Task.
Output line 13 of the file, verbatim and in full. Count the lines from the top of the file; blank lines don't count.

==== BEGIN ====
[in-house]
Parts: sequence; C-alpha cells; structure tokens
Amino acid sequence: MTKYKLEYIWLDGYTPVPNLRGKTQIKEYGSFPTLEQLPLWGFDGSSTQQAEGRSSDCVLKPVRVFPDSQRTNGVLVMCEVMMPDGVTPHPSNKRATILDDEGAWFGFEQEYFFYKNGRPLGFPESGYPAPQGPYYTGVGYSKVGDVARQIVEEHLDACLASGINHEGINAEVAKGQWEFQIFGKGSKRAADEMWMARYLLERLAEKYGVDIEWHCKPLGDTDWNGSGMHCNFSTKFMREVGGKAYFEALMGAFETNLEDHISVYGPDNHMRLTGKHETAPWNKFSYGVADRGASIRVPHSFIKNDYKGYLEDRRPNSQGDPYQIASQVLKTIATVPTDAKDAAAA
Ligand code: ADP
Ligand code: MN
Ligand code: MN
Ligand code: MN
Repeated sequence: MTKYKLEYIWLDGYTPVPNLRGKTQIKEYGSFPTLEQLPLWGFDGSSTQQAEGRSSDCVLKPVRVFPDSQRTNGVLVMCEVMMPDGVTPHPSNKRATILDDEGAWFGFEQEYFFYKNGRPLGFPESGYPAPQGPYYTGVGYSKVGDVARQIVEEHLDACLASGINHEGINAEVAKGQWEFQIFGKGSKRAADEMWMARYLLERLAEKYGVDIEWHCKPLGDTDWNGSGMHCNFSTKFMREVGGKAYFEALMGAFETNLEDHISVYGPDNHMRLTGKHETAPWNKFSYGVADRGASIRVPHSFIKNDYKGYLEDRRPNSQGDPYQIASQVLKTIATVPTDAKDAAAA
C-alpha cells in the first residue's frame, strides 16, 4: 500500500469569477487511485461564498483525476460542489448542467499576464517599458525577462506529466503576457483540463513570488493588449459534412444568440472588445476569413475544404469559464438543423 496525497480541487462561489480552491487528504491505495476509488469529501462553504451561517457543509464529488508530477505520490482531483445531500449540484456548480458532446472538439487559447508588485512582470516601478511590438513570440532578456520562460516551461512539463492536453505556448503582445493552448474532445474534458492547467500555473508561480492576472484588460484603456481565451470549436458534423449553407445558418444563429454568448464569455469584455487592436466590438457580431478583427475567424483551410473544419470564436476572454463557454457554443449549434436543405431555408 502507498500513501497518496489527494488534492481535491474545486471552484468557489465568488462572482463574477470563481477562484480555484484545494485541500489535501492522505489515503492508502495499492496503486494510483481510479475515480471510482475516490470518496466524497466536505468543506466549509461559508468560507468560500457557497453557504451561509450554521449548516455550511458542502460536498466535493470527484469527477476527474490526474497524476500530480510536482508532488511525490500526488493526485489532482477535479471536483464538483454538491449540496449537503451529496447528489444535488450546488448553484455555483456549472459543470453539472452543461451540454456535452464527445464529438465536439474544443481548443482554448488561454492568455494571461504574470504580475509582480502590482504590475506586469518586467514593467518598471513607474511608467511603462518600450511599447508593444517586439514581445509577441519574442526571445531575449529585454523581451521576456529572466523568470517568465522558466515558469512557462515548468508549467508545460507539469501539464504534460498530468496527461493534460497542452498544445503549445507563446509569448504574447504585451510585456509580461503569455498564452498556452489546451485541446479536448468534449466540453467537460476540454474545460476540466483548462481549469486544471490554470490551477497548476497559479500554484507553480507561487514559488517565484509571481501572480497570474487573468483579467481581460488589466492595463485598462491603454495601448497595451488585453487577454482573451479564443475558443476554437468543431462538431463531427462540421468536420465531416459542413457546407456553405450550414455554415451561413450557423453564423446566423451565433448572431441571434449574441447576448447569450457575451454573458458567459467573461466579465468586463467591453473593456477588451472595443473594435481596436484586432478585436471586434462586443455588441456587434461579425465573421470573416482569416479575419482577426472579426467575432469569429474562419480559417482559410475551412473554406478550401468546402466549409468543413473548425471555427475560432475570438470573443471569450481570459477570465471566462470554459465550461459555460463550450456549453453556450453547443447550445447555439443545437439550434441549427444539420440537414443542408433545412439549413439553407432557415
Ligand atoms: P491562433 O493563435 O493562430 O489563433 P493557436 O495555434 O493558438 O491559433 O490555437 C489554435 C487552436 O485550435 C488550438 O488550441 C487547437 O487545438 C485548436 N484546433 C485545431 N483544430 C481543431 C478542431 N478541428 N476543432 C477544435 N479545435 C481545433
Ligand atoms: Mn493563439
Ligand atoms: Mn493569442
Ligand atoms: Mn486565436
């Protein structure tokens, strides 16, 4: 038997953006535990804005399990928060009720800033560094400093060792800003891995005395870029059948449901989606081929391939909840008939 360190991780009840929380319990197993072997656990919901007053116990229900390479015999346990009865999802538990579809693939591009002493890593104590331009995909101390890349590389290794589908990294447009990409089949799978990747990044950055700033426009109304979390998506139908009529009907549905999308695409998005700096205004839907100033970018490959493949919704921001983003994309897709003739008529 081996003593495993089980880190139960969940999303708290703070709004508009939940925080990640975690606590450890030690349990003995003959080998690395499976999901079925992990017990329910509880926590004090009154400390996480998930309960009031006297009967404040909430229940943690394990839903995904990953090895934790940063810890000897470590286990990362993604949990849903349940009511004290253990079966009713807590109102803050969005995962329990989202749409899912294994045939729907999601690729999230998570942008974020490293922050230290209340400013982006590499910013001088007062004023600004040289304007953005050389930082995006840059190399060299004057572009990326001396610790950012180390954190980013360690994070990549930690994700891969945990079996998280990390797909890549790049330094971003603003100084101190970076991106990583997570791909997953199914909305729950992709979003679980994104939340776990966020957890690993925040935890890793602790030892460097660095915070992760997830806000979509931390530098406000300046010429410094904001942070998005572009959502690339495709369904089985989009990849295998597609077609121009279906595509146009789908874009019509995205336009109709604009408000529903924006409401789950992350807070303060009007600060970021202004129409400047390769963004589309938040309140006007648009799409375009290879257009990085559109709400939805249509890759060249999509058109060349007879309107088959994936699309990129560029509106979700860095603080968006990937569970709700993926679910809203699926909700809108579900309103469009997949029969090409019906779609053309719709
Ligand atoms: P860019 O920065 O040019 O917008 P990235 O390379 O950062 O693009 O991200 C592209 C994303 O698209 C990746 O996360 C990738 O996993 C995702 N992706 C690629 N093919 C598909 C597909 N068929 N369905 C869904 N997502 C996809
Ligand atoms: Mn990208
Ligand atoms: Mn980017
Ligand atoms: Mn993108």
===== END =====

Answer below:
Ligand atoms: Mn486565436